Abstinence. Foregoing sexual activity is one of the best ways to prevent getting warts. This involves abstaining not only from penetrative sex, but from oral, genital-to-genital, and hand-to-genital contacts or non-penetrative sexual acts as well.
See a doctor. Once you suspect having genital warts, immediately seek medical advice. It is best to consult your doctor for them to rule out any possible serious health problem, and for the doctor to advise you on treating and managing the disease. You should also have your partner examined for HPV-related diseases and treated accordingly.
Improve immunity. A healthy immune system often clears HPV and stops it from causing symptoms or health problems. One way to help boost immunity against HPV is through vaccination. A quadrivalent HPV vaccine, an HPV vaccine for both males and females, helps protect against genital warts, cervical cancer, vaginal cancer, and vulvar cancer. It can be availed of only upon the prescription of a doctor. It does not treat existing genital warts, cervical, vulvar and vaginal cancers. It is delivered in 3 separate intramuscular injections over six months. Women should avoid pregnancy during the course of the vaccination.
To know more about warts and HPV prevention, consult your doctor and visit
Facts about HPV Virus:
HPV is passed on through contact, most often during vaginal and anal sex. HPV may also be passed on during oral sex and genital-to-genital contact. HPV can be passed on between straight and same-sex partners—even when the infected partner has no signs or symptoms.
A person can have HPV even if years have passed since he or she had sexual contact with an infected person. Most infected persons do not realize they are infected or that they are passing the virus on to a sex partner. It is also possible to get more than one type of HPV.
Very rarely, a pregnant woman with HPV can pass HPV to her baby during delivery. In these cases, the child can develop RRP.
How can people prevent HPV?
There are several ways that people can lower their chances of getting HPV:
Vaccines can protect males and females against some of the most common types of HPV. These vaccines are given in three shots. It is important to get all three doses to get the best protection. The vaccines are most effective when given before a person’s first sexual contact, when he or she could be exposed to HPV.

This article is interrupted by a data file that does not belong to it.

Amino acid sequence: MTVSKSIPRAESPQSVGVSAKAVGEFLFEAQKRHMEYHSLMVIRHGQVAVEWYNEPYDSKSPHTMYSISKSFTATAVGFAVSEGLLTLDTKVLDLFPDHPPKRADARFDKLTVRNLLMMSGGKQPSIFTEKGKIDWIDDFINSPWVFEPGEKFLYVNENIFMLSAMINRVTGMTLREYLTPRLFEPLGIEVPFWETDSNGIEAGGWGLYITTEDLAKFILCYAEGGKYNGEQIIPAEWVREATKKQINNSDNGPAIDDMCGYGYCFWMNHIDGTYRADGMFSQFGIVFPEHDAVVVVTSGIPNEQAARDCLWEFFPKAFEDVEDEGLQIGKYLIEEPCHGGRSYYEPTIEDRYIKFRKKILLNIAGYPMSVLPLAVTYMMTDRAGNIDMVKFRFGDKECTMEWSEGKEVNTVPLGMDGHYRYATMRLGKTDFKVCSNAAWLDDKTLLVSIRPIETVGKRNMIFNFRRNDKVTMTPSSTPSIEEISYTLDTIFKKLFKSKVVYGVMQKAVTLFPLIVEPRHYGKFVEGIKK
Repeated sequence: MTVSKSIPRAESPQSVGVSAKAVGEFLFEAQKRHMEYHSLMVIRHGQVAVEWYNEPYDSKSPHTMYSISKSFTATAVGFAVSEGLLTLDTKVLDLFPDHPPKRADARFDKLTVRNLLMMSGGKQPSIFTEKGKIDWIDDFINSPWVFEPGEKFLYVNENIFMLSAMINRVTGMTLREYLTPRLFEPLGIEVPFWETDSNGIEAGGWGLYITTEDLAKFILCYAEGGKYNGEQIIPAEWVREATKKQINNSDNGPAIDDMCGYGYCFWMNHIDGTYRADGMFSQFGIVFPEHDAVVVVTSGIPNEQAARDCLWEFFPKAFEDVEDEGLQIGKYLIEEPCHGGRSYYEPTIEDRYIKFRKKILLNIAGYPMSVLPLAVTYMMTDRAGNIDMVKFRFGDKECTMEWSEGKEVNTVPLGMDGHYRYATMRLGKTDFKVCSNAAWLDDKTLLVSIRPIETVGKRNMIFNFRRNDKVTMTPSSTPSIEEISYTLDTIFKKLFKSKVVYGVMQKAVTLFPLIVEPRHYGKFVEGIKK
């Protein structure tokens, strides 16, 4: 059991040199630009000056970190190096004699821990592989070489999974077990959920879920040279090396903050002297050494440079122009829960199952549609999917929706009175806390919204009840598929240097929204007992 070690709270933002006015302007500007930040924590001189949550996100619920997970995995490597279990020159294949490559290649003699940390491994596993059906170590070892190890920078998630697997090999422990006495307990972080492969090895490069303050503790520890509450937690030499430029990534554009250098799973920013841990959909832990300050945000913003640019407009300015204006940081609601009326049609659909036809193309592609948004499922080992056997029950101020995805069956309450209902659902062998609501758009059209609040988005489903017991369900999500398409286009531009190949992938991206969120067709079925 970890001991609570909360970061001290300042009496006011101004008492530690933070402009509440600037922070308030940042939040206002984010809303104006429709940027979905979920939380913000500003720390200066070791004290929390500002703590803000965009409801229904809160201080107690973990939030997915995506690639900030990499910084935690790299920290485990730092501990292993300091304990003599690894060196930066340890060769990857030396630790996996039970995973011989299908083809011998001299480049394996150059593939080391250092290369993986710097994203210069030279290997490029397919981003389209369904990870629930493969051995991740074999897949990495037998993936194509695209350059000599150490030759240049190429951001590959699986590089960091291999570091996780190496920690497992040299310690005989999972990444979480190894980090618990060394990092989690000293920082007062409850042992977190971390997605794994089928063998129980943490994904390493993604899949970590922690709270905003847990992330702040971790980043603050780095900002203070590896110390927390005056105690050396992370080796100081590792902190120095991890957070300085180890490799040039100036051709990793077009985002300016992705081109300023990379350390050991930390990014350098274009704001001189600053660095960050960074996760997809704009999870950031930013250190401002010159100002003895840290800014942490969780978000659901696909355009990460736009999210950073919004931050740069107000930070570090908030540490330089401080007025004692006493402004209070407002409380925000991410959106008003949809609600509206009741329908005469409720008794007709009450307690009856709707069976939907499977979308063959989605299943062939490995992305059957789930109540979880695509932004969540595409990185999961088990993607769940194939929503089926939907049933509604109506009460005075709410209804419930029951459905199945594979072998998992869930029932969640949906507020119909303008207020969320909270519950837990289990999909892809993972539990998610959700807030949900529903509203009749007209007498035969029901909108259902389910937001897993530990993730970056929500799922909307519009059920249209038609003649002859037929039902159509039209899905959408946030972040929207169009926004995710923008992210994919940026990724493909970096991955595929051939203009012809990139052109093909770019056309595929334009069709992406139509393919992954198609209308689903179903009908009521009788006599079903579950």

Girls and women: Two vaccines (Cervarix and Gardasil) are available to protect females against the types of HPV that cause most cervical cancers. One of these vaccines (Gardasil) also protects against most genital warts. Both vaccines are recommended for 11 and 12 year-old girls, and for females 13 through 26 years of age, who did not get any or all of the shots when they were younger. These vaccines can also be given to girls as young as 9 years of age. It is recommended that females get the same vaccine brand for all three doses, whenever possible.
Boys and men: One available vaccine (Gardasil) protects males against most warts. This vaccine is available for boys and men, 9 through 26 years of age.
For those who choose to be sexually active, condoms may lower the risk of HPV. To be most effective, they should be used with every sex act, from start to finish. Condoms may also lower the risk of developing HPV-related diseases, such as genital warts and cervical cancer. But HPV can infect areas that are not covered by a condom – so condoms may not fully protect against HPV.
People can also lower their chances of getting HPV by being in a faithful relationship with one partner; limiting their number of sex partners; and choosing a partner who has had no or few prior sex partners. But even people with only one lifetime sex partner can get HPV. And it may not be possible to determine if a partner who has been sexually active in the past is currently infected. That’s why the only sure way to prevent HPV is to avoid all sexual activity.